Allen uses the standard sci-fi approach of a futuristic dystopia to tell the story of Miles Monroe, owner of a Greenwich Village health food store who goes in for a routine surgical procedure in 1973 and wakes up in 2173, unfrozen from his cryogenic sleep by a band of underground rebels who enlist him to help stop the oppressive Leader from enacting the sinister Aries Project. That’s about as much plot as is needed because the rest works itself out in ways you’ve seen before, though it’s Allen’s wit and goofy scenarios taking off from these commonplace plot elements that make this film something special. Some of them are time-bound – jokes about Nixon, Howard Cosell and United Federation of Teachers organizer Albert Shanker – and funnier to audiences of the time, but others – as when he’s forced to impersonate a robot servant, a convenience-oriented society that uses an “Orgasmatron” instead of sex, or when he drops lines like “My brain? That’s my second favorite organ” or “I was beaten up by Quakers” that don’t require any translation from 1973 to today. And some of the film’s moments are downright strange – as when he believes he’s being crowned Miss America or when he and Diane Keaton suddenly drop in a gender-swapped routine from Streetcar Named Desire – and funnier as a result. With training from his standup years in nightclubs, Allen is great with one-liners and I wouldn’t want to spoil any more of them, but this is the first of his films where he shows that he’s equally conversant in film – nodding to silent comedy of course (usually in dialogue-free scenes that feature him playing ragtime clarinet alongside the Preservation Hall Jazz Band or The New Orleans Funeral Ragtime Orchestra), and also to contemporary sci-fi (he enlists Douglas Rain, the voice of 2001’s HAL, to play a sinister computer here as well).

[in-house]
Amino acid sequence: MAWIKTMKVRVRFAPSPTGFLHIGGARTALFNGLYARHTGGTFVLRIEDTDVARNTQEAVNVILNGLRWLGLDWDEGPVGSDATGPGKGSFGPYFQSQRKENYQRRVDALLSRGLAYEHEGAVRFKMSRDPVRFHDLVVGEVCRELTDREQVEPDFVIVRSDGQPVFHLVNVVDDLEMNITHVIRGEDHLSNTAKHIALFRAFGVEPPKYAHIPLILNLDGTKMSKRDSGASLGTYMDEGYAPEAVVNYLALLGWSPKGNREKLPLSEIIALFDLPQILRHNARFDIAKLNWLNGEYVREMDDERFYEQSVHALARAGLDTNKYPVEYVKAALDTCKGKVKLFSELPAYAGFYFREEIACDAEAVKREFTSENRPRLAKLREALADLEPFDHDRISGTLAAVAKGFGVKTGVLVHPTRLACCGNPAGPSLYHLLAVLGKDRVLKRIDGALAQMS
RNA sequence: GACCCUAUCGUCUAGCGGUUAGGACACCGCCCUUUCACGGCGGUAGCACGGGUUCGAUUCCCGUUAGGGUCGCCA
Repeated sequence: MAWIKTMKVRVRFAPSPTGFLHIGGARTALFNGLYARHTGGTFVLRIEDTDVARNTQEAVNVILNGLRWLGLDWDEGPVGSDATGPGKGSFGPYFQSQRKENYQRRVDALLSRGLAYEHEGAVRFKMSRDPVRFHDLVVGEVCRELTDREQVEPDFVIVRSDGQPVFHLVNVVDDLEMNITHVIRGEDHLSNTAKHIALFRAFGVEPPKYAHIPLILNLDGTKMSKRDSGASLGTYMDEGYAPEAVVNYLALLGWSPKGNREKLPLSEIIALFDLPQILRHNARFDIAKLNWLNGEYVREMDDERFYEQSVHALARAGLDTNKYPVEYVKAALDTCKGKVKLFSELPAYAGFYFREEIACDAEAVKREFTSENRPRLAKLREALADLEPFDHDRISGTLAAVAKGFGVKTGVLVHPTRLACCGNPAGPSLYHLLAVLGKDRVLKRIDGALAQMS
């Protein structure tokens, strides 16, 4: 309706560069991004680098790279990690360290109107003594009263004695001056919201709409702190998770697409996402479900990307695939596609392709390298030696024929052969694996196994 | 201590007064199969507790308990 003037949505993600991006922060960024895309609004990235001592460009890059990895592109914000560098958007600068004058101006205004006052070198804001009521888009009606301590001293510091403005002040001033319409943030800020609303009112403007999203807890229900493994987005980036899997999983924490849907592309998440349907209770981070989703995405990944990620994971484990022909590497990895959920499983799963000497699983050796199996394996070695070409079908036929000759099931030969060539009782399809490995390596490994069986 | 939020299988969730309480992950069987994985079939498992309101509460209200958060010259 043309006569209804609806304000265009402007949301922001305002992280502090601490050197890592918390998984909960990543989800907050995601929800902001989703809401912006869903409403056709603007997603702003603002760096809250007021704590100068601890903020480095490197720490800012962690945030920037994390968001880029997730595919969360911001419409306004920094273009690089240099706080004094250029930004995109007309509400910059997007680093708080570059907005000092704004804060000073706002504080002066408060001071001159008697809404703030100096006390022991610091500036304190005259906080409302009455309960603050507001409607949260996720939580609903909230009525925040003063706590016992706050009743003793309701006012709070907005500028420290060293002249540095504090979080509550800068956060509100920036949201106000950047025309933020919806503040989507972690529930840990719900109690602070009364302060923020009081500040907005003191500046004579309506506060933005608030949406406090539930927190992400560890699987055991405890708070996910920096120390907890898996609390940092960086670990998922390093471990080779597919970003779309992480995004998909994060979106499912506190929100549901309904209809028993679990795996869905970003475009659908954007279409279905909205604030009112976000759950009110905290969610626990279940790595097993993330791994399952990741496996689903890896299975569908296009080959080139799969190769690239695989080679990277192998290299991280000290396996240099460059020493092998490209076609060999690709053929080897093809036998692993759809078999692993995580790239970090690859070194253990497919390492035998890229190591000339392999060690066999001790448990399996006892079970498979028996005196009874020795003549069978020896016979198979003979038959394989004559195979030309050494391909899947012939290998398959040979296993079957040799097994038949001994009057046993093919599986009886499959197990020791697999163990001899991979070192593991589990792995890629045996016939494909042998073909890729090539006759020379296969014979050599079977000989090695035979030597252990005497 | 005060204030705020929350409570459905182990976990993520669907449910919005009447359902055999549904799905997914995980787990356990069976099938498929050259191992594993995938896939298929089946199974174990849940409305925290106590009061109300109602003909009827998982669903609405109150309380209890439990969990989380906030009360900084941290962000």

And as a special bonus for Coloradoans, much of the film was shot here in Colorado – within the first few minutes there’s a shot of our famous Botanic Gardens building, several scenes take place in and around The Sculptured House (the “mushroom house” off I-70 just west of the city, often now called “the Sleeper house” due to its inclusion in the film), the Church of the Risen Christ on South Monaco is turned into a McDonald’s, some of the outdoor shots were filmed at the Table Mesa Laboratory of the National Center for Atmospheric Research in Boulder, and so forth. Beyond the laughs of the film and the inevitable budding romance of Allen and Keaton’s characters, it’s fun for those of local privilege to location spot throughout the film. Sleeper stands as the finest film from a delightful era of Allen’s development, when slapstick and a ruthless desire to make people laugh was at the forefront of his mind. With the release of the classic Annie Hall in 1977, he started to take the relationships in his films far more seriously, and with 1978’s great Interiors he paid direct tribute to one of his cinematic heroes, Ingmar Bergman, rather than satirizing him as he’d done only a few years prior in Love and Death. I don’t value this period over his more mature works but there’s a verve here, a willingness to go to any lengths for a laugh that is missed in his later films, whatever other virtues they may have.